In Shanghai, people line up to by face masks; photo by Josh Ogden-Davis
I never like to think about disease. For the latest episode of my Strangers in China podcast I talked to more than 20 people representing five provinces of China and five countries, and I think out of all of them, I am the most frightened about the coronavirus.
On January 26, two days into Chinese New Year, I came to the realization that the novel coronavirus was a force of nature that everyone living in China had to reckon with; there was no avoiding the news reports, as I had for the previous week or two.
Producing this podcast has been both a personal and collective journey toward a better understanding of disease and acceptance. I reached out to friends, acquaintances, and a few kind strangers, asking them to share their experiences, and this is the wisdom they provided.
I think for many people in China during this public health crisis, their feelings are marked by deep contradictions.
Unsurprisingly, people that I’ve talked to are worried. David, from the U.S., and Yashu, from Hunan Province, are staying with Yashu’s family in Loudi. Since they’re cooped up at home like the rest of us, they are feeling the constant anxiety that comes from reading the news. They describe how reading one particular report will be completely anxiety-inducing, confirming their deepest fears, then a few moments later, they’ll feel complete relief while reading what confirms their sense of hope.
Of the people I interviewed, one common feeling is boredom. Even before we were all told to stay in our homes, all of the normally cheerful holiday events for the New Year had to be cancelled. Lily, at home in Suzhou, told me that her hometown’s temple celebrations for the new year were shut down. Her family’s massive seven-table New Year’s feast was cancelled at the last minute as well. She felt the joyous Spring Festival Gala on TV didn’t at all match the mood around her household.
But it’s not all gloom and doom. Boredom and creativity go hand in hand. Josh, from the U.S., described the internet humor he’s encountered in WeChat groups. He’s been collecting memes: the best one going around is one featuring Carrie Lam that reads: “Last year she had to convince everyone to take their masks off, this year she has to get them to put them back on.”
People oscillate between deep feelings of isolation and a renewed sense of community. Peng, living in Shanghai, describes alienation. Even though the number of cases and suspected cases are going up, the disease feels so distant. He believes society is not psychologically prepared to handle a situation of this magnitude. He finds it hard to empathize with what some are going through — particularly as his grandmother is in the hospital with terminal cancer. His family had to bribe doctors to allow her to stay in the hospital in the wake of the virus, and it’s a daily struggle with hospital staff to let them see her.
On the other hand, Shunyao, who’s from Shanghai but is currently in the U.S., describes how she and other medical professionals are gathering resources to send to Wuhan doctors. She’s deeply disheartened by the government’s many failures in responding to the virus, but is amazed at how individuals, even those quarantined at home, are using their prowess in logistics to help coordinate rides for doctors in Wuhan. In her view, the Chinese people have never been so united, both in fighting the disease and fighting apathy.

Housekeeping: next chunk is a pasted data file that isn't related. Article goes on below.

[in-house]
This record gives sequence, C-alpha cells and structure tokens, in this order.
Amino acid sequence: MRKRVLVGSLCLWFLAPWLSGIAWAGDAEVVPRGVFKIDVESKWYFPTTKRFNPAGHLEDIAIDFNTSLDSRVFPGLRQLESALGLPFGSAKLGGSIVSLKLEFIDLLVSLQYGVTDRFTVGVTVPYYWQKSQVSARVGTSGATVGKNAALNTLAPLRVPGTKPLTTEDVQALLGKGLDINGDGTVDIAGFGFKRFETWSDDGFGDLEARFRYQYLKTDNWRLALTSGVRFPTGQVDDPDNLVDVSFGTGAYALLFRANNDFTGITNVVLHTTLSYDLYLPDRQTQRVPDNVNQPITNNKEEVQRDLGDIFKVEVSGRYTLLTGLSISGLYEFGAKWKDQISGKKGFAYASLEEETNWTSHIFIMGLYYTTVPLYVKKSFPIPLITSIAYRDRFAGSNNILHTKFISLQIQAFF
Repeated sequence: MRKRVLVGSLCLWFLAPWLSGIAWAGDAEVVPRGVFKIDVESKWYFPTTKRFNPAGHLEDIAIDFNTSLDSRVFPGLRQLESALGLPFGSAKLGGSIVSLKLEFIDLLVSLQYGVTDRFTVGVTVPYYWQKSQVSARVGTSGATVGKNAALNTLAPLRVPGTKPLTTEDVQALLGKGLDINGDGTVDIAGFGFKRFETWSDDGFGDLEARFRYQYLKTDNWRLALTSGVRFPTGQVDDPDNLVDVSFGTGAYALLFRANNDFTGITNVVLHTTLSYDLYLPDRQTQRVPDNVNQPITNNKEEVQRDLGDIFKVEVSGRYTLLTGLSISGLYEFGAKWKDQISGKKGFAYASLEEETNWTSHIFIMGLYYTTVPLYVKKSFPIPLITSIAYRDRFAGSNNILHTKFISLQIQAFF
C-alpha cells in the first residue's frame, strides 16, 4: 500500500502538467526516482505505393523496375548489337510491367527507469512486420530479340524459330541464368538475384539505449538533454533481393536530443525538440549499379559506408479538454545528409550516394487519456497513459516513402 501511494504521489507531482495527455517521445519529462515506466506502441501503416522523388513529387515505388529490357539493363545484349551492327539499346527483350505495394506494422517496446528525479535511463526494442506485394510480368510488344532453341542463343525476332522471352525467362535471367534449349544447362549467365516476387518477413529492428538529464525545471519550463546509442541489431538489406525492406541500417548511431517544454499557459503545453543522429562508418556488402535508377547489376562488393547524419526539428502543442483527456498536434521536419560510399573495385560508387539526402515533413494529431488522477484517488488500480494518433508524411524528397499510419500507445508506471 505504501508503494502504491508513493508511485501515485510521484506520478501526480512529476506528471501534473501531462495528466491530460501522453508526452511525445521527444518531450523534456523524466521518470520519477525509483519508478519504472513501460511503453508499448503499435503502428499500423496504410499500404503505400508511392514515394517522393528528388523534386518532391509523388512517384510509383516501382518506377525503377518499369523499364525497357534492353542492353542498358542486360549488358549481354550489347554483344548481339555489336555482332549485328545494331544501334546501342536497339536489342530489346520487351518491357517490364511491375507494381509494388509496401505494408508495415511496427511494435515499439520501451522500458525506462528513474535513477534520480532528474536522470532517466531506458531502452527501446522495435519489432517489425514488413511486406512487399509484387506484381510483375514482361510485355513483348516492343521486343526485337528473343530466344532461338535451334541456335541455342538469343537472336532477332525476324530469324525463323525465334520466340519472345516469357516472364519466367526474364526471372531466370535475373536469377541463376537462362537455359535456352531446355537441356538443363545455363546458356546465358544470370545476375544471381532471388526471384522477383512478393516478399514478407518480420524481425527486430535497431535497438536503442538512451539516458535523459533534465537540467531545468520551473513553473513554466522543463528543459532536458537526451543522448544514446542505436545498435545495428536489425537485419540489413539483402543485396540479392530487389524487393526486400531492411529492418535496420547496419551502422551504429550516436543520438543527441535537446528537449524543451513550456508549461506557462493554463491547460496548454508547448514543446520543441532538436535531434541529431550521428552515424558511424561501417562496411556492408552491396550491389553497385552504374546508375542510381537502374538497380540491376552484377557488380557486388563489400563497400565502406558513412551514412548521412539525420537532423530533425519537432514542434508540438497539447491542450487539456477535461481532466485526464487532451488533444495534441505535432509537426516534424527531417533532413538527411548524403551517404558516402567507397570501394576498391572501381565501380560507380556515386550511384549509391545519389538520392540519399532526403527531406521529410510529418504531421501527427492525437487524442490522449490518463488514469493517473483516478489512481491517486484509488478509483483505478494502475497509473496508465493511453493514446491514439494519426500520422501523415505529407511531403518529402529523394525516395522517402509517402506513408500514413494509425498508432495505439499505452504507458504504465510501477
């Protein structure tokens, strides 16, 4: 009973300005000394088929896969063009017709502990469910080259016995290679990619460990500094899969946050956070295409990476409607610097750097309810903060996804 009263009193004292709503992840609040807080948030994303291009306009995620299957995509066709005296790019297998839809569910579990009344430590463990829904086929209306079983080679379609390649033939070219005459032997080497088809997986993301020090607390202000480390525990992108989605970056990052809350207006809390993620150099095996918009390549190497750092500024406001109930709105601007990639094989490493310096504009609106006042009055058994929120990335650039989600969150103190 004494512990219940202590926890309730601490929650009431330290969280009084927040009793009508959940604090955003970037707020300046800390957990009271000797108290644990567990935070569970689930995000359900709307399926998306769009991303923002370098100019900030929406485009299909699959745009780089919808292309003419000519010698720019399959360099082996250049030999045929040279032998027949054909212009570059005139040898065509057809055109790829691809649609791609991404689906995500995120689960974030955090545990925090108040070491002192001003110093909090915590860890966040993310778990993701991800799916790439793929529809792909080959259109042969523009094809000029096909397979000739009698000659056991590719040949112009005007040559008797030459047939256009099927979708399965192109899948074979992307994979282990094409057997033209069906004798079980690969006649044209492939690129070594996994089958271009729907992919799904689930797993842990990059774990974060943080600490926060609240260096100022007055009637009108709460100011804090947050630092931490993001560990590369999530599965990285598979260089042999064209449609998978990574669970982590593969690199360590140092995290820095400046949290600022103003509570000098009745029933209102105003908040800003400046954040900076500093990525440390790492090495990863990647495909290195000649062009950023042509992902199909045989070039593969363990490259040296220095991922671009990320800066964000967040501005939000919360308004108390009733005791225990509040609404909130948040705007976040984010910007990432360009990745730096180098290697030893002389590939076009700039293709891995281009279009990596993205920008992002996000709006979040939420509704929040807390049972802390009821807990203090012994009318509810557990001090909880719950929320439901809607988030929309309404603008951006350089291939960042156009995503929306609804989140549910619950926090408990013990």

The response to the coronavirus is constantly being compared to its predecessor, the 2003 SARS outbreak. All the people I talked to agreed that the government completely bungled the response to SARS, with some outright condemning the government for its coverup and prolonged silence. By comparison, everyone agreed that the response to this virus has been much better. Maggie, from Jiangsu, is encouraged by the proactive measures the government has taken and is surprised by the candor in response to this disease. I think her general outlook represents the majority of the responses that I got. Most people feel the government is handling this well.
Alex, from the UK and living in Beijing, describes how most of his Chinese friends are deeply distrustful of the government’s figures on the disease. People he’s talked to feel that they’ve been lied to for so long that they can’t trust the government, even if experts at the World Health Organization and Centers for Disease Control have backed up the figures that the Chinese Communist Party has produced.
Shunyao, who is a medical professional, thinks the government has both bungled the response and maliciously covered up the initial outbreak. She’s been studying the evidence closely, and it seems that there was not only a delayed response with inaccurate reporting, but an initial cover-up of the disease. She describes how the media, in its early reports, used medical jargon out of context to downplay the severity of the disease. She also brings up the group of Wuhan doctors who were initially silenced by the police when they expressed concerns in late December of a virus that had similarities to SARS. One of those doctors, Li Wenliang, recently died of the coronavirus; he was only 34 years old.
When it comes to the response, there is one thing that absolutely everyone agreed on: the people are doing an amazing job. The heroic efforts of those on the front lines, the people donating resources and time, and everyday people are all sources of hope and pride.
The ultimate takeaway from talking to these thoughtful people was that everyone is remarkably unfazed. Media reports on Twitter and abroad paint this picture of panic, and I think in some instances there has been some, but overall, everyone is calm and hopeful. My sample size is small, but I get the sense that people are taking this in stride and doing their best, whatever the circumstances.